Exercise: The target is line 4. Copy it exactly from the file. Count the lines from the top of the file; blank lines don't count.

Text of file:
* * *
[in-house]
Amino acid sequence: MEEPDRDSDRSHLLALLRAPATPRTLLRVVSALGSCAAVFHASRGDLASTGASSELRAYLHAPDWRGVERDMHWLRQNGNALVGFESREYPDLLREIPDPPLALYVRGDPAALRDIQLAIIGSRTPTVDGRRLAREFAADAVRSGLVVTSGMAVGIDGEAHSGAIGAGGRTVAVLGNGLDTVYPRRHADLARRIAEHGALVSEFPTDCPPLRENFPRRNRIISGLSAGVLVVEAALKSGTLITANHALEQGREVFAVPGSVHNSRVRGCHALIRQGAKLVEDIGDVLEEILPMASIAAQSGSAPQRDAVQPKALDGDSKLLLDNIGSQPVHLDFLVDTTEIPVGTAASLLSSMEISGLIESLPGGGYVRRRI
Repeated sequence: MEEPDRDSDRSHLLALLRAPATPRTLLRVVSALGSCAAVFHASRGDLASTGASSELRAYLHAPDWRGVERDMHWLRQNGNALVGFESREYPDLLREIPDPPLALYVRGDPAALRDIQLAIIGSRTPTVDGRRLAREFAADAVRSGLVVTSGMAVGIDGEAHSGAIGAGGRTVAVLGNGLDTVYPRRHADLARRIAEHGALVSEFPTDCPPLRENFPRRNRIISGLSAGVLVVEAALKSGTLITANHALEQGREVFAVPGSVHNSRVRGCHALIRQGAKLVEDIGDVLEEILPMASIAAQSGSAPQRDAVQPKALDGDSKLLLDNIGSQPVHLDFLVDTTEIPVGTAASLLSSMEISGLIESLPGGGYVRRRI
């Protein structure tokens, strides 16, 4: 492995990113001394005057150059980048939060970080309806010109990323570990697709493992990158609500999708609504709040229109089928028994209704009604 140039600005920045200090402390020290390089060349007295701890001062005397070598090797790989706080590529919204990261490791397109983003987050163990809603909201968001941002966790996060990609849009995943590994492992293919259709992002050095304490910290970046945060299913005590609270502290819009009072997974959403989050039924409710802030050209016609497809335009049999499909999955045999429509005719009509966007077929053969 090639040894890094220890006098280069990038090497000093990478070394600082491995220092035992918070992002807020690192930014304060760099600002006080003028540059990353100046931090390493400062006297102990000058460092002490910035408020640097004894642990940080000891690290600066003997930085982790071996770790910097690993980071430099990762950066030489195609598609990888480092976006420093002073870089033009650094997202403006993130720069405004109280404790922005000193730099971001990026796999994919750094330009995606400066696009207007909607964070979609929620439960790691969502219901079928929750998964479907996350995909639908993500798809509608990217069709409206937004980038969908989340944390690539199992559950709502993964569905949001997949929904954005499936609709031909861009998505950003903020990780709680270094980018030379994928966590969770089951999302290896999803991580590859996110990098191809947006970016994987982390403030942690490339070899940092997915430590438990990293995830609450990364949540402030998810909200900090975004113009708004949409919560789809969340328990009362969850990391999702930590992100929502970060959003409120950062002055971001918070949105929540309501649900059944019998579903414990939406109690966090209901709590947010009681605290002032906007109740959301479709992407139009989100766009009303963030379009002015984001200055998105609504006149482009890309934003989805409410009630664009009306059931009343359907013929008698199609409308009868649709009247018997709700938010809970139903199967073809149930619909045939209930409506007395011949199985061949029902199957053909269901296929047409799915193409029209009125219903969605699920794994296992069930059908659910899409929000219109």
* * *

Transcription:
């Protein structure tokens, strides 16, 4: 492995990113001394005057150059980048939060970080309806010109990323570990697709493992990158609500999708609504709040229109089928028994209704009604 140039600005920045200090402390020290390089060349007295701890001062005397070598090797790989706080590529919204990261490791397109983003987050163990809603909201968001941002966790996060990609849009995943590994492992293919259709992002050095304490910290970046945060299913005590609270502290819009009072997974959403989050039924409710802030050209016609497809335009049999499909999955045999429509005719009509966007077929053969 090639040894890094220890006098280069990038090497000093990478070394600082491995220092035992918070992002807020690192930014304060760099600002006080003028540059990353100046931090390493400062006297102990000058460092002490910035408020640097004894642990940080000891690290600066003997930085982790071996770790910097690993980071430099990762950066030489195609598609990888480092976006420093002073870089033009650094997202403006993130720069405004109280404790922005000193730099971001990026796999994919750094330009995606400066696009207007909607964070979609929620439960790691969502219901079928929750998964479907996350995909639908993500798809509608990217069709409206937004980038969908989340944390690539199992559950709502993964569905949001997949929904954005499936609709031909861009998505950003903020990780709680270094980018030379994928966590969770089951999302290896999803991580590859996110990098191809947006970016994987982390403030942690490339070899940092997915430590438990990293995830609450990364949540402030998810909200900090975004113009708004949409919560789809969340328990009362969850990391999702930590992100929502970060959003409120950062002055971001918070949105929540309501649900059944019998579903414990939406109690966090209901709590947010009681605290002032906007109740959301479709992407139009989100766009009303963030379009002015984001200055998105609504006149482009890309934003989805409410009630664009009306059931009343359907013929008698199609409308009868649709009247018997709700938010809970139903199967073809149930619909045939209930409506007395011949199985061949029902199957053909269901296929047409799915193409029209009125219903969605699920794994296992069930059908659910899409929000219109």